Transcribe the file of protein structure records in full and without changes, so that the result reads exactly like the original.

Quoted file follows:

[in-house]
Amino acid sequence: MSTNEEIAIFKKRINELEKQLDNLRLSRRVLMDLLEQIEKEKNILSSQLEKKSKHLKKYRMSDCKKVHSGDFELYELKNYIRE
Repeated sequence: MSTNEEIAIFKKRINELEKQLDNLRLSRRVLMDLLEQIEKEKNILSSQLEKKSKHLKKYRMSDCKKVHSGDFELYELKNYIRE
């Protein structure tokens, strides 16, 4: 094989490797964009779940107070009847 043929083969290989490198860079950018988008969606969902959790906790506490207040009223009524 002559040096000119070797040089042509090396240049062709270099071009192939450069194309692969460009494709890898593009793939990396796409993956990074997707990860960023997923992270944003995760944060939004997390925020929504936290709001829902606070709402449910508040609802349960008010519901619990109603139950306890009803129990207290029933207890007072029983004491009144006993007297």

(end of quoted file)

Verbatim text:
[in-house]
Amino acid sequence: MSTNEEIAIFKKRINELEKQLDNLRLSRRVLMDLLEQIEKEKNILSSQLEKKSKHLKKYRMSDCKKVHSGDFELYELKNYIRE
Repeated sequence: MSTNEEIAIFKKRINELEKQLDNLRLSRRVLMDLLEQIEKEKNILSSQLEKKSKHLKKYRMSDCKKVHSGDFELYELKNYIRE
């Protein structure tokens, strides 16, 4: 094989490797964009779940107070009847 043929083969290989490198860079950018988008969606969902959790906790506490207040009223009524 002559040096000119070797040089042509090396240049062709270099071009192939450069194309692969460009494709890898593009793939990396796409993956990074997707990860960023997923992270944003995760944060939004997390925020929504936290709001829902606070709402449910508040609802349960008010519901619990109603139950306890009803129990207290029933207890007072029983004491009144006993007297």